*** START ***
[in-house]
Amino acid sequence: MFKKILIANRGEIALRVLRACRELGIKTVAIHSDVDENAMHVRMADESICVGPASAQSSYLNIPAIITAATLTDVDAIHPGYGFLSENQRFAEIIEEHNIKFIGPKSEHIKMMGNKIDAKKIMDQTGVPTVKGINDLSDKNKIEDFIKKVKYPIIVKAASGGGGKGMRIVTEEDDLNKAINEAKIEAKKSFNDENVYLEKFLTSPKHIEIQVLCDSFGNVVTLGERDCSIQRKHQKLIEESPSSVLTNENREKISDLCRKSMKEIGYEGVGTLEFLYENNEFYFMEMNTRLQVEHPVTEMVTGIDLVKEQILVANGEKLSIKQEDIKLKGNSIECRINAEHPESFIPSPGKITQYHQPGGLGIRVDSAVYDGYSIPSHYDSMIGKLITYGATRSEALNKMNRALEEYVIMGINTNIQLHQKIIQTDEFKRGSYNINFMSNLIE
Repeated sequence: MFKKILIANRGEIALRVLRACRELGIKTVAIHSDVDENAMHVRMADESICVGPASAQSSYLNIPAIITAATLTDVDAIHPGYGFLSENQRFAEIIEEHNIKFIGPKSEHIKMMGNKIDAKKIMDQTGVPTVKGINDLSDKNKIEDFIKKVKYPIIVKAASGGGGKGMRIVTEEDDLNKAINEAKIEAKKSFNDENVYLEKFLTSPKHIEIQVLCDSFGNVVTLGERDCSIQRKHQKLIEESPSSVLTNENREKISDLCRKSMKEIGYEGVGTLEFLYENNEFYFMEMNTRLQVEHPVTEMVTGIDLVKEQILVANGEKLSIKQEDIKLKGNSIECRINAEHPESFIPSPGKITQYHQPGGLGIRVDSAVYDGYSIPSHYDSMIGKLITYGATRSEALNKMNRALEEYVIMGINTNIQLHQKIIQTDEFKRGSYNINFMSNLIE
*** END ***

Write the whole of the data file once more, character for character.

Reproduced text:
[in-house]
Amino acid sequence: MFKKILIANRGEIALRVLRACRELGIKTVAIHSDVDENAMHVRMADESICVGPASAQSSYLNIPAIITAATLTDVDAIHPGYGFLSENQRFAEIIEEHNIKFIGPKSEHIKMMGNKIDAKKIMDQTGVPTVKGINDLSDKNKIEDFIKKVKYPIIVKAASGGGGKGMRIVTEEDDLNKAINEAKIEAKKSFNDENVYLEKFLTSPKHIEIQVLCDSFGNVVTLGERDCSIQRKHQKLIEESPSSVLTNENREKISDLCRKSMKEIGYEGVGTLEFLYENNEFYFMEMNTRLQVEHPVTEMVTGIDLVKEQILVANGEKLSIKQEDIKLKGNSIECRINAEHPESFIPSPGKITQYHQPGGLGIRVDSAVYDGYSIPSHYDSMIGKLITYGATRSEALNKMNRALEEYVIMGINTNIQLHQKIIQTDEFKRGSYNINFMSNLIE
Repeated sequence: MFKKILIANRGEIALRVLRACRELGIKTVAIHSDVDENAMHVRMADESICVGPASAQSSYLNIPAIITAATLTDVDAIHPGYGFLSENQRFAEIIEEHNIKFIGPKSEHIKMMGNKIDAKKIMDQTGVPTVKGINDLSDKNKIEDFIKKVKYPIIVKAASGGGGKGMRIVTEEDDLNKAINEAKIEAKKSFNDENVYLEKFLTSPKHIEIQVLCDSFGNVVTLGERDCSIQRKHQKLIEESPSSVLTNENREKISDLCRKSMKEIGYEGVGTLEFLYENNEFYFMEMNTRLQVEHPVTEMVTGIDLVKEQILVANGEKLSIKQEDIKLKGNSIECRINAEHPESFIPSPGKITQYHQPGGLGIRVDSAVYDGYSIPSHYDSMIGKLITYGATRSEALNKMNRALEEYVIMGINTNIQLHQKIIQTDEFKRGSYNINFMSNLIE